So it was curious to hear Diane Abbott, when answering questions about Labour’s enthusiastic objection to Assange’s possible extradition to the US to face charges of involvement in a computer-hacking conspiracy, say those sexual assault charges were “never brought”. The allegations were made, she generously conceded, but the charges were never brought.

https://www.theguardian.com/commentisfree/2019/apr/15/left-blinkered-claims-julian-assange-sexual-assault

 
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Posted by on April 20, 2019 in Europe

 

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India’s Great Wall of Equality

Last year was a watershed for gender relations. The #MeToo movement rocked establishments around the world, forcing even powerful men to face public scrutiny for their behavior toward women. But, despite a patriarchal backlash, the movement shows no signs of abating: on January 1, in the Indian state of Kerala, an estimated five million women formed a human chain – or “women’s wall” – stretching nearly 400 miles across the length of the state, to demonstrate their commitment to the fight for gender equality.

https://www.project-syndicate.org/commentary/india-kerala-gender-equality-women-s-wall-by-jayati-ghosh-2019-01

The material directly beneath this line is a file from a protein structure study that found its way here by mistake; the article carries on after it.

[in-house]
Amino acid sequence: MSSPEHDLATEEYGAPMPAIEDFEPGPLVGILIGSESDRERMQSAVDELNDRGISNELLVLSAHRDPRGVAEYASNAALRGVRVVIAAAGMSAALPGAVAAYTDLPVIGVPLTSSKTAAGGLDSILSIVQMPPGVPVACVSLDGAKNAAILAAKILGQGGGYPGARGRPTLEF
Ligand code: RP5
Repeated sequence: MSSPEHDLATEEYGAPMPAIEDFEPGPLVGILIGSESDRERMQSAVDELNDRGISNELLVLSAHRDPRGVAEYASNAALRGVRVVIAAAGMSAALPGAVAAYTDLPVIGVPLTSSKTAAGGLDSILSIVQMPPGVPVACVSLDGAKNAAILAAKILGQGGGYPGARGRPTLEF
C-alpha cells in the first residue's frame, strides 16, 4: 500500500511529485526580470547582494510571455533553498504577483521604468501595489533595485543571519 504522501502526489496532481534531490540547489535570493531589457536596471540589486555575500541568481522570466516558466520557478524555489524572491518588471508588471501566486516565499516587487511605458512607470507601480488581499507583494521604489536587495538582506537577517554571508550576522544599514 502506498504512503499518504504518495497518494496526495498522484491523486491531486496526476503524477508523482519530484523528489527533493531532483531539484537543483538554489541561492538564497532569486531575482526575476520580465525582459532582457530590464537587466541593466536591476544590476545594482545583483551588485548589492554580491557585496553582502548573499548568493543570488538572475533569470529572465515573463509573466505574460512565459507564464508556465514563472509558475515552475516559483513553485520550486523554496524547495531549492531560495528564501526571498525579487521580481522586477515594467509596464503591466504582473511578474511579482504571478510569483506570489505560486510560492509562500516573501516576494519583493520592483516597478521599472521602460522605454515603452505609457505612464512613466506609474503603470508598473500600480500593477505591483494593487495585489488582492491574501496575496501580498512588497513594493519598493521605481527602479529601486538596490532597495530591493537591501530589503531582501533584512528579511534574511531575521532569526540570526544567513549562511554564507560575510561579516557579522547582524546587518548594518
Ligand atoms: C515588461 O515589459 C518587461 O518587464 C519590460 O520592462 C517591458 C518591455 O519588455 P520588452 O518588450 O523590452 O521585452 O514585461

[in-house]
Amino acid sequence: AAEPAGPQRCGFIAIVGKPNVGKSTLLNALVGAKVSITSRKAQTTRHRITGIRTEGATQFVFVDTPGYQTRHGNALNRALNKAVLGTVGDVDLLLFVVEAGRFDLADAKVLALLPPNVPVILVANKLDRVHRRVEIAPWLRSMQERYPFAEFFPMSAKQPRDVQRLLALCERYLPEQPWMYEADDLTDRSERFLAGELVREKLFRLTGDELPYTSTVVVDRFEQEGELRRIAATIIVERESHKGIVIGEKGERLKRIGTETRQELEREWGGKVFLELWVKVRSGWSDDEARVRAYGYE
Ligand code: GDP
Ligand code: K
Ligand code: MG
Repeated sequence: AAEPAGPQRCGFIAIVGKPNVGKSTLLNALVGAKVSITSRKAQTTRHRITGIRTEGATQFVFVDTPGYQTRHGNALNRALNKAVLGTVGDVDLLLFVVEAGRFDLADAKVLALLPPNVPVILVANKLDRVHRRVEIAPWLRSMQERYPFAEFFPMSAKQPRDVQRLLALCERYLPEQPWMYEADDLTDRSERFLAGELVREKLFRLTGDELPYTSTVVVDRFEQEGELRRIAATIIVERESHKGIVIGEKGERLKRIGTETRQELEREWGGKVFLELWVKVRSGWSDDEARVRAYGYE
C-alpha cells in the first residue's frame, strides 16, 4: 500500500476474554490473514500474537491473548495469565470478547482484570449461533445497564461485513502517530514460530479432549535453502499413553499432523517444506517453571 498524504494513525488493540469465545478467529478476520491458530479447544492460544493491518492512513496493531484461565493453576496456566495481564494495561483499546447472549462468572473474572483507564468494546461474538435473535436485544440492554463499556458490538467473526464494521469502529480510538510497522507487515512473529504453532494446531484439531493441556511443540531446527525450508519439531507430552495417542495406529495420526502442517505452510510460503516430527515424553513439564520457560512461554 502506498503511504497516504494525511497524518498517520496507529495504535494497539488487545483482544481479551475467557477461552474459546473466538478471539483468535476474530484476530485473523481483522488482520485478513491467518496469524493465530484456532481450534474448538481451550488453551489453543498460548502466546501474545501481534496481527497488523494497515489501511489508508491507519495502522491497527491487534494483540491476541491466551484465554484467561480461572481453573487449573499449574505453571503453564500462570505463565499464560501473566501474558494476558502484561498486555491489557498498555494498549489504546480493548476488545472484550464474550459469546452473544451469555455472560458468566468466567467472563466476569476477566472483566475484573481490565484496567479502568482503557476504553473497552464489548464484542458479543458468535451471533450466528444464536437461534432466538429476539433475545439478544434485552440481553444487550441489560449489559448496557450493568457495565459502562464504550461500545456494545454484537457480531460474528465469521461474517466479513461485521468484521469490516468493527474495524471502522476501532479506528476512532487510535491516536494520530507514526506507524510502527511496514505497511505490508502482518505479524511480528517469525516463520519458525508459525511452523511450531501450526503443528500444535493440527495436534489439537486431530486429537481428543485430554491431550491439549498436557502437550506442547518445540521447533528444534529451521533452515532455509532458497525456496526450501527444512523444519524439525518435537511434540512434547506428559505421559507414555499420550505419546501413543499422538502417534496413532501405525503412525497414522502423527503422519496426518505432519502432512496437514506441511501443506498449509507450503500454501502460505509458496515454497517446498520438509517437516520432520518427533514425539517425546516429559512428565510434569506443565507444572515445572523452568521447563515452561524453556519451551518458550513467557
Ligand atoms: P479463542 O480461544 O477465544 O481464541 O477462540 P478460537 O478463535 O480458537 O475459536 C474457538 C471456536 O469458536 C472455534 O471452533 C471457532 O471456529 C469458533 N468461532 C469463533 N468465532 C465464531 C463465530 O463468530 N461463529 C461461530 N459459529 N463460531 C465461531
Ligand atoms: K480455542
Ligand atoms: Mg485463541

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Posted by on February 2, 2019 in Asia

 

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Popular Feminism: Gendered Mass Violence

MAYBE YOU’VE SEEN this somewhere: “Men are afraid that women will laugh at them. Women are afraid that men will kill them.” The quote is attributed to the acclaimed author Margaret Atwood, and in the contemporary context of popular feminism, it is viral wallpaper. It makes an appearance in the second season of Hulu’s The Handmaid’s Tale. One finds it on Pinterest and Tumblr pages, on Instagram, in Twitter hashtags. Popular feminism has its fair share of memes, motivational phrases, and humorous quips, but some seem to have more resonance than others.